Archive for August, 2008
One of my favorite comfort meals in the whole wide world is spaghetti. But not just any spaghetti. It has to be the recipe passed down to my mom from her mother. I’ve grown up eating her spaghetti, and now anything else just doesn’t measure up.
I’m a meat sauce girl. Always have been, always will be. Not meatballs, mind you, but rather many chunks of ground beef mixed into the thick sauce. The more meat, the better.
Making my mother’s spaghetti sauce recipe for the first time was a huge success for me, even more than usual. Not only did the sauce turn out tasting wonderful, which in itself was a great thing. This recipe turned out just like how mom makes it. Any person who has tried to replicate a parent’s recipes knows that is an awesome accomplishment. For some reason, nothing ever ends up tasting quite as good as mom’s. But when I made this sauce, for the first time ever I was able to make it just as tasty as how my mom makes it. That is a good feeling indeed.
- 1 family size can tomato soup
- 1 regular can cream of mushroom soup
- 1 small can tomato sauce
- 1 small pkg Lawry’s Spaghetti sauce mix
- 1 pinch Italian seasoning
- 1 lb hamburger meat
- 1 small onion, diced
- 1 tbsp sugar
- salt, pepper, garlic salt
- 1 1/2 cups water
- 12 oz spaghetti
- parmesan cheese (optional)
- Fry onion with hamburger meat and season with salt, pepper and garlic salt.
- In large pan, combine soups and tomato sauce.
- Add water, Italian seasoning and spaghetti mix.
- Add meat and simmer 30 min.
- Boil water in a large pot.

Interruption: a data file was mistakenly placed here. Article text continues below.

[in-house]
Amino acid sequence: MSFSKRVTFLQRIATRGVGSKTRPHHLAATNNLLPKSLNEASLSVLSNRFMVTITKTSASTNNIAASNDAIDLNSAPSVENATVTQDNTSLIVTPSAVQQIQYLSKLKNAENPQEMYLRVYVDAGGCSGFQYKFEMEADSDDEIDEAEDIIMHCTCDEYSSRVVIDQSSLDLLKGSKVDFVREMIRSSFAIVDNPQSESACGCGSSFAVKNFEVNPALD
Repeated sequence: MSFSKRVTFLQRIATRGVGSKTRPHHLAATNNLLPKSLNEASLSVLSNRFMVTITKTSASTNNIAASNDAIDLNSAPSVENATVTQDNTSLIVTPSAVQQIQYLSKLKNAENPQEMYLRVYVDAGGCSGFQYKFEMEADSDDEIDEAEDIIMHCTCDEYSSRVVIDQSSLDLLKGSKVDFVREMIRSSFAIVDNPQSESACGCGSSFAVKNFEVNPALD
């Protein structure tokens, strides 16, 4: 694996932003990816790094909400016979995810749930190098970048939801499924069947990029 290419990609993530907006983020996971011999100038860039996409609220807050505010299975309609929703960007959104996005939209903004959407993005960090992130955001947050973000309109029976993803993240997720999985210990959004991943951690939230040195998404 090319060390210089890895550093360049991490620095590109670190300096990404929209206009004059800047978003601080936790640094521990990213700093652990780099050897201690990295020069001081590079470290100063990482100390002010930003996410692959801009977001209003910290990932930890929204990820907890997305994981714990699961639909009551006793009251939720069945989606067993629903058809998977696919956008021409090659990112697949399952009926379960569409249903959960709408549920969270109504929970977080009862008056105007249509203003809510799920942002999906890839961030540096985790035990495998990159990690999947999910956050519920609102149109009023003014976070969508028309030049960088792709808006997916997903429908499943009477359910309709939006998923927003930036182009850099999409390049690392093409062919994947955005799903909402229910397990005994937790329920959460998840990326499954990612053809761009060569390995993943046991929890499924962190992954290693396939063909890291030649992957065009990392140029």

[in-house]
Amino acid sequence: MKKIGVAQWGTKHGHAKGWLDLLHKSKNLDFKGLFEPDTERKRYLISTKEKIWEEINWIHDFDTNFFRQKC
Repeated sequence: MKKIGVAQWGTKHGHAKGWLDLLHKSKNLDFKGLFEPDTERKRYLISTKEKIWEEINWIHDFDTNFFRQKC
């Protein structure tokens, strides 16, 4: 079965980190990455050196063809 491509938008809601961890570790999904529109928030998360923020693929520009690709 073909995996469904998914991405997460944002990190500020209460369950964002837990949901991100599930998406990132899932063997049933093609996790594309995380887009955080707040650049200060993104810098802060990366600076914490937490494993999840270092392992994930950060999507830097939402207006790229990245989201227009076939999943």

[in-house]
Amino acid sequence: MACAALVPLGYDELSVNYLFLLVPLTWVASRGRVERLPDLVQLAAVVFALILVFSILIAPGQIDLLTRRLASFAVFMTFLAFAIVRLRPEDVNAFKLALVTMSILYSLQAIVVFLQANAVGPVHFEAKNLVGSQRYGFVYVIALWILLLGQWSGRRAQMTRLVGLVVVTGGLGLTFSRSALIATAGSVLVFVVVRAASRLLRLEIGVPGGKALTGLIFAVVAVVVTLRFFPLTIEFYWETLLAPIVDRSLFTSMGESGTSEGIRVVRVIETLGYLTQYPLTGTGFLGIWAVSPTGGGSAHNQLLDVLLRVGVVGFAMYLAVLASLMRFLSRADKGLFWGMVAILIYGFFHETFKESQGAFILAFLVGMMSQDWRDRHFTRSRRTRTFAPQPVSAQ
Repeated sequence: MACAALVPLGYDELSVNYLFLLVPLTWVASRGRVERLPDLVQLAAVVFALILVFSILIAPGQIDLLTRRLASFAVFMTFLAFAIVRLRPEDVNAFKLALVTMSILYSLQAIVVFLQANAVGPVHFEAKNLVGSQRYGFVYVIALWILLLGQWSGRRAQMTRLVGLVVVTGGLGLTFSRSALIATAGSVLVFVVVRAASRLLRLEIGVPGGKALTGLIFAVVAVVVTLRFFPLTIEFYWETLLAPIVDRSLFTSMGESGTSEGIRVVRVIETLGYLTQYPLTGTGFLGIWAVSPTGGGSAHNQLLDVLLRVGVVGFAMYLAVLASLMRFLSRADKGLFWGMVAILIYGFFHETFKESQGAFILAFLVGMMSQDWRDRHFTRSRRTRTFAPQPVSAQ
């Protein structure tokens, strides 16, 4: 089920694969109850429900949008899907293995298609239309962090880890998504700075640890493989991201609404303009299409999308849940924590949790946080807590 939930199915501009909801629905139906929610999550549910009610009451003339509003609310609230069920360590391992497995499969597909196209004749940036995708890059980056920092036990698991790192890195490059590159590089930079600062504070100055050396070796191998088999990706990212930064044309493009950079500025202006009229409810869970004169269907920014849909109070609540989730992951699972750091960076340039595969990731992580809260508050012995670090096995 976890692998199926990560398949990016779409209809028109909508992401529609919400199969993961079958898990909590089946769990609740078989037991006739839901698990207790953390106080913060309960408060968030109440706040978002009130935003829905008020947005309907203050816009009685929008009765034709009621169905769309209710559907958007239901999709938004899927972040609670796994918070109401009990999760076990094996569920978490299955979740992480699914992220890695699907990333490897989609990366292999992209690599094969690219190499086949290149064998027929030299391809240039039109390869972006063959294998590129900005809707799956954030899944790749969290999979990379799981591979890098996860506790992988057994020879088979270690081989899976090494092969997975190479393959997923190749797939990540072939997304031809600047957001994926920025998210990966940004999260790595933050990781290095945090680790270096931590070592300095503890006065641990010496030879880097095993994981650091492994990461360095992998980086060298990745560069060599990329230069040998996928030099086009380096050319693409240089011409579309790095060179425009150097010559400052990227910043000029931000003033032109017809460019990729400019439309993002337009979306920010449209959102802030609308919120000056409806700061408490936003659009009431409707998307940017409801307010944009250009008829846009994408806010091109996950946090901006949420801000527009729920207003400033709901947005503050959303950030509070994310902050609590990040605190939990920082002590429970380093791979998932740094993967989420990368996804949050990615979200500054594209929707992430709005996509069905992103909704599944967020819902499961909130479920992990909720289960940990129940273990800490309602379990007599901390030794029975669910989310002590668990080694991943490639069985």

- Salt water, then add the spaghetti to the water.
- Boil for 8-10 minutes, or until al dente.
- Serve spaghetti topped with the meat sauce, with a sprinkling of parmesan cheese if you prefer.
Carrot cake – my favorite use for carrots. Sure, it’s not the healthiest option, but most people would look at you oddly if you accused me of being a health freak. Although I don’t eat nearly as much sugar as I did when I was younger, I do still love my occasional desserts.
When I received a bunch of carrots in my CSA box (Community Supported Agriculture), my mind immediately went to carrot cake. A quick internet search turned up so many recipes, but which should I make? I narrowed my results down to a few that didn’t contain any ingredients that I didn’t have, and then to pick the one that I would ultimately make… eeny meeny miny mo. Yes, a very scientific method of picking a recipe. 😉
What did I end up with? The perfectly moist cake, the sweet cream cheese frosting… my only caveat is I must be sure not to make this too often. (I think eeny meeny miny mo turned up a very good result indeed!) In an effort not to allow myself to eat the entire cake, my family and Son’s co-workers all got some carrot cake. All of them loved it just as much as I did… now to find some healthier recipes to use up carrots next time!
Here is the recipe, adapted from Tammy Elliot’s recipe on AllRecipes
- 4 eggs
- 1 1/4 cups vegetable oil
- 2 cups white sugar
- 2 teaspoons vanilla extract
- 2 cups all-purpose flour
- 2 teaspoons baking soda
- 2 teaspoons baking powder
- 1/2 teaspoon salt
- 2 teaspoons ground cinnamon
- 3 cups grated carrots
- 1/2 cup butter, softened
- 8 ounces cream cheese, softened
- 3 1/2 cups confectioners’ sugar
- 1 teaspoon vanilla extract
- Preheat oven to 350 degrees F (175 degrees C).
- Grease and flour a 9×13 inch pan.
- In a large bowl, beat together eggs, oil, white sugar and 2 teaspoons vanilla.
- Mix in flour, baking soda, baking powder, salt and cinnamon.